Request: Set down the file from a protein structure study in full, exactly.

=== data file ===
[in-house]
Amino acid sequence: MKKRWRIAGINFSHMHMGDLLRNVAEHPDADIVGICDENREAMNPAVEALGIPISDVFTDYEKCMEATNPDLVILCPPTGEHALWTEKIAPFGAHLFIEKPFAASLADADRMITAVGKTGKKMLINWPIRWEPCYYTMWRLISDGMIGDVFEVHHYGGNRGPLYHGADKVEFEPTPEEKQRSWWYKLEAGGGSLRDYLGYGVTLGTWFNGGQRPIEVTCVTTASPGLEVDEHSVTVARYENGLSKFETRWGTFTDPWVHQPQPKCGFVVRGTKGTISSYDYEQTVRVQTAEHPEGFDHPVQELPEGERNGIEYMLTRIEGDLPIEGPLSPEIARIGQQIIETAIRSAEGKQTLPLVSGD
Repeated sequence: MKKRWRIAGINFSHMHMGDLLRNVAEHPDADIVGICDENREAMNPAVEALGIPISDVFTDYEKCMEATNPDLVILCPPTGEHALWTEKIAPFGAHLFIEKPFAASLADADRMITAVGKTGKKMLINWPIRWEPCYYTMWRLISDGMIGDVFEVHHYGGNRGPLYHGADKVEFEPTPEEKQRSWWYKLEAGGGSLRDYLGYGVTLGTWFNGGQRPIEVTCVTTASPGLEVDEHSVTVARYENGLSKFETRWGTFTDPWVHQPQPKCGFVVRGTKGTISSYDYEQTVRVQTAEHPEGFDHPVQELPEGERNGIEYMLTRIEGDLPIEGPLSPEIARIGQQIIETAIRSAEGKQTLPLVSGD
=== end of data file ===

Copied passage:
[in-house]
Amino acid sequence: MKKRWRIAGINFSHMHMGDLLRNVAEHPDADIVGICDENREAMNPAVEALGIPISDVFTDYEKCMEATNPDLVILCPPTGEHALWTEKIAPFGAHLFIEKPFAASLADADRMITAVGKTGKKMLINWPIRWEPCYYTMWRLISDGMIGDVFEVHHYGGNRGPLYHGADKVEFEPTPEEKQRSWWYKLEAGGGSLRDYLGYGVTLGTWFNGGQRPIEVTCVTTASPGLEVDEHSVTVARYENGLSKFETRWGTFTDPWVHQPQPKCGFVVRGTKGTISSYDYEQTVRVQTAEHPEGFDHPVQELPEGERNGIEYMLTRIEGDLPIEGPLSPEIARIGQQIIETAIRSAEGKQTLPLVSGD
Repeated sequence: MKKRWRIAGINFSHMHMGDLLRNVAEHPDADIVGICDENREAMNPAVEALGIPISDVFTDYEKCMEATNPDLVILCPPTGEHALWTEKIAPFGAHLFIEKPFAASLADADRMITAVGKTGKKMLINWPIRWEPCYYTMWRLISDGMIGDVFEVHHYGGNRGPLYHGADKVEFEPTPEEKQRSWWYKLEAGGGSLRDYLGYGVTLGTWFNGGQRPIEVTCVTTASPGLEVDEHSVTVARYENGLSKFETRWGTFTDPWVHQPQPKCGFVVRGTKGTISSYDYEQTVRVQTAEHPEGFDHPVQELPEGERNGIEYMLTRIEGDLPIEGPLSPEIARIGQQIIETAIRSAEGKQTLPLVSGD